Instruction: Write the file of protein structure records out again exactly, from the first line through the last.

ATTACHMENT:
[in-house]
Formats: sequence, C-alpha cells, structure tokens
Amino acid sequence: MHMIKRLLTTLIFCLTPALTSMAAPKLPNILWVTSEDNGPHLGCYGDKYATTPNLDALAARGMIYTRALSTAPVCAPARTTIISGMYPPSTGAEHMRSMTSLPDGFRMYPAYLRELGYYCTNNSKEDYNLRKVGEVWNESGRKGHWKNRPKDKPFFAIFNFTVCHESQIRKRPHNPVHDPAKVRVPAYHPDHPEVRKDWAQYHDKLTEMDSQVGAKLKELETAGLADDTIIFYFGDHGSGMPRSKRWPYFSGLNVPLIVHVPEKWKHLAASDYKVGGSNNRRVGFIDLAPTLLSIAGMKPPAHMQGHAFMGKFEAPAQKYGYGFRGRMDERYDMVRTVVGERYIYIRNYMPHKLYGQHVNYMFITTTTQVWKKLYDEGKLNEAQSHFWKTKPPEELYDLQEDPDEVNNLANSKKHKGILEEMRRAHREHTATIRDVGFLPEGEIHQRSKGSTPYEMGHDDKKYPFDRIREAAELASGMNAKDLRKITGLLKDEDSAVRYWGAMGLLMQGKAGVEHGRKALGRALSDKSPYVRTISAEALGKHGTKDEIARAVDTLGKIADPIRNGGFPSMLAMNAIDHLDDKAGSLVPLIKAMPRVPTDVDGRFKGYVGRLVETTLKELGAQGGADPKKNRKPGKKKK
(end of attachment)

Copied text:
[in-house]
Formats: sequence, C-alpha cells, structure tokens
Amino acid sequence: MHMIKRLLTTLIFCLTPALTSMAAPKLPNILWVTSEDNGPHLGCYGDKYATTPNLDALAARGMIYTRALSTAPVCAPARTTIISGMYPPSTGAEHMRSMTSLPDGFRMYPAYLRELGYYCTNNSKEDYNLRKVGEVWNESGRKGHWKNRPKDKPFFAIFNFTVCHESQIRKRPHNPVHDPAKVRVPAYHPDHPEVRKDWAQYHDKLTEMDSQVGAKLKELETAGLADDTIIFYFGDHGSGMPRSKRWPYFSGLNVPLIVHVPEKWKHLAASDYKVGGSNNRRVGFIDLAPTLLSIAGMKPPAHMQGHAFMGKFEAPAQKYGYGFRGRMDERYDMVRTVVGERYIYIRNYMPHKLYGQHVNYMFITTTTQVWKKLYDEGKLNEAQSHFWKTKPPEELYDLQEDPDEVNNLANSKKHKGILEEMRRAHREHTATIRDVGFLPEGEIHQRSKGSTPYEMGHDDKKYPFDRIREAAELASGMNAKDLRKITGLLKDEDSAVRYWGAMGLLMQGKAGVEHGRKALGRALSDKSPYVRTISAEALGKHGTKDEIARAVDTLGKIADPIRNGGFPSMLAMNAIDHLDDKAGSLVPLIKAMPRVPTDVDGRFKGYVGRLVETTLKELGAQGGADPKKNRKPGKKKK